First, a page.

Let's say someone uses my intellectual property without my consent and uses it for commercial purposes. Can I wait until they've made many millions of dollars off of my work, so that I can sue and take a large portion of or all of that money? This takes place in the United States
Equitable remedies such as disgorgement (recovery of profits) are typically subject to equitable bars to recovery such as laches. Laches reflects the maxim that "equity aids the vigilant and not the idolent" (Snell's Equity, § 5). The doctrine of laches gives a court discretion to bar a claim when the plaintiff unreasonably delays bringing a claim.
It is certainly "legal" for a plaintiff to sit on a potential claim for any amount of time before actually filing suit, but I take it you are asking whether such behaviour would limit the amount recoverable by disgorgement of profits under the Copyright Act.
The Supreme Court answered this in Petrella v. Metro-Goldwyn-Mayer Inc., 572 U.S. 663 (2014).
The Court said that given the statutory three-year limitations period in the Copyright Act, laches typically play no role. The concerns about delays normally handled by laches were considered by Congress and reflected in the three-year limitations period (p. 685):
That regime leaves "little place" for a doctrine that would further limit the timeliness of a copyright owner's suit.
However, in extraordinary circumstances, laches may still play a role. The Court gave two examples:
- Chirco v. Crosswinds Communities, Inc., 474 F. 3d 227 (CA6 2007): defendants were alleged to be using architectural designs without permission, in violation of the plaintiffs' copyright; the plaintiffs were aware of the building projects but took "no steps to halt the housing development until more than 168 units were built"; the Court of Appeals found that the order sought by the plaintiffs that the houses be destroyed was barred by laches, even though the lawsuit was brought within the three-year limitation period.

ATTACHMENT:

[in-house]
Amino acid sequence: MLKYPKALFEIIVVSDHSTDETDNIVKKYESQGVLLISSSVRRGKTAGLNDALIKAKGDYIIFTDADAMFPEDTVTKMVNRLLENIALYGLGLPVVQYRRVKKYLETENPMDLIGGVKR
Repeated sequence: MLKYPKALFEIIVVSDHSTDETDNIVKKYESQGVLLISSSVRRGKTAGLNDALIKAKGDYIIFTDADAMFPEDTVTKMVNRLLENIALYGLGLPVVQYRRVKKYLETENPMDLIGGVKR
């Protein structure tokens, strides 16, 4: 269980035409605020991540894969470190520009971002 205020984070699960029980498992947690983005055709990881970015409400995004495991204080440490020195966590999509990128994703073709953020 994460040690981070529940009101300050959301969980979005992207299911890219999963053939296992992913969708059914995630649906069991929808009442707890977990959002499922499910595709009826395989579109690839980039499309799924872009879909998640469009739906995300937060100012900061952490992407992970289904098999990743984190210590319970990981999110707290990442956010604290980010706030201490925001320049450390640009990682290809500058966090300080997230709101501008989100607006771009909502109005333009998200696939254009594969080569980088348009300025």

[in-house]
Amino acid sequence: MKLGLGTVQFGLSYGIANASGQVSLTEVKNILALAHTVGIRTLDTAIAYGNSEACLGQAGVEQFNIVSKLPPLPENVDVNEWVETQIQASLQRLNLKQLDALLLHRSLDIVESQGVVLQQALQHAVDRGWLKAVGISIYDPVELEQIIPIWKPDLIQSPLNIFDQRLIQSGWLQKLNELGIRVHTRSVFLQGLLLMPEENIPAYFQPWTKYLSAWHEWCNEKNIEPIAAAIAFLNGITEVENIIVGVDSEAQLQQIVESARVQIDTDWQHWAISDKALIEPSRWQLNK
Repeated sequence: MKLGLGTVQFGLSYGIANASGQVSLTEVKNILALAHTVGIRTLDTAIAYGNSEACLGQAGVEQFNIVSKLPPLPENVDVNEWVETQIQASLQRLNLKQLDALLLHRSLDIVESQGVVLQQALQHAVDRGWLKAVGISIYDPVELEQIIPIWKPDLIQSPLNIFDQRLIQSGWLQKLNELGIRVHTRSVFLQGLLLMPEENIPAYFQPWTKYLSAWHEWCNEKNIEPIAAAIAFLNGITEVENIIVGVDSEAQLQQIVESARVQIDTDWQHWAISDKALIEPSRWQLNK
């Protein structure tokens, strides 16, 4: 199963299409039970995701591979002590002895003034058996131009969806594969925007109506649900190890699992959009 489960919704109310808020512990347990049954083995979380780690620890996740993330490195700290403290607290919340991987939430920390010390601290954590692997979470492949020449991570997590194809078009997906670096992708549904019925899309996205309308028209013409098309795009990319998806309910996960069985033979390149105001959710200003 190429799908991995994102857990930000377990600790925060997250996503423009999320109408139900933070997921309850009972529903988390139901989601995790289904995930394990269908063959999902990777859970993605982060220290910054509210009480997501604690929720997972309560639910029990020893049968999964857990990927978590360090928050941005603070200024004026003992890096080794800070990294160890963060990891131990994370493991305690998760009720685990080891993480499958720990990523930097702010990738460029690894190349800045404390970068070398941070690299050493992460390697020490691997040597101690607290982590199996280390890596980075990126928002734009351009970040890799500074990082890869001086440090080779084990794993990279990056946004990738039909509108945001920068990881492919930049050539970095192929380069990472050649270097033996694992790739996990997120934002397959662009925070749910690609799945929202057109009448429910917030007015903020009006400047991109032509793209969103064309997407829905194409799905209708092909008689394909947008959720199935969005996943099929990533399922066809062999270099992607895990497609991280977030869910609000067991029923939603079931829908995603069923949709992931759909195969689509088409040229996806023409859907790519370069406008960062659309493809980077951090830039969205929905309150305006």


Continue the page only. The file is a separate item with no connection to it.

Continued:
- New Era Publications Int'l v. Henry Holt & Co., 873 F. 2d 576, 584–585 (CA2 1989): plaintiffs were aware for two years of a book being published in violation of their copyright; the Court of Appeals held that laches barred the injunctive relief of destruction, but allowed a damages remedy.
The Court distinguished the remedy sought by Petrella from that sought in Chirco and New Era. In Chirco and New Era, the plaintiffs were seeking destruction of the works. The plaintiff Petrella was seeking only disgorgement.
The Court said (p. 687):
the circumstances here may or may not (we need not decide) warrant limiting relief at the remedial stage, but they are not sufficiently extraordinary to justify threshold dismissal.
Should Petrella ultimately prevail on the merits, the District Court, in determining the appropriate injunctive relief and assessing profits, may take account of her delay in commencing suit. In doing so, however, that court should closely examine MGM's alleged reliance on Petrella's delay. This examination should take account of MGM's early knowledge of Petrella's claims, the protection MGM might have achieved through pursuit of a declaratory judgment action, the extent to which MGM's investment was protected by the separate-accrual rule, the court's authority to order injunctive relief “on such terms as it may deem reasonable,” § 502(a), and any other considerations that would justify adjusting injunctive relief or profits.
That paragraph emphasizes that in equity, remedies and defences are discretionary and flexible.
My reading is that:
- it would have to be quite extraordinary for a disgorgement remedy under the Copyright Act to be completely barred due to laches; and
- if the court came to believe that the delay was intentional and with the purpose of trying to run up the disgorgement amount, it may exercise its discretion to reduce the amount that is recoverable.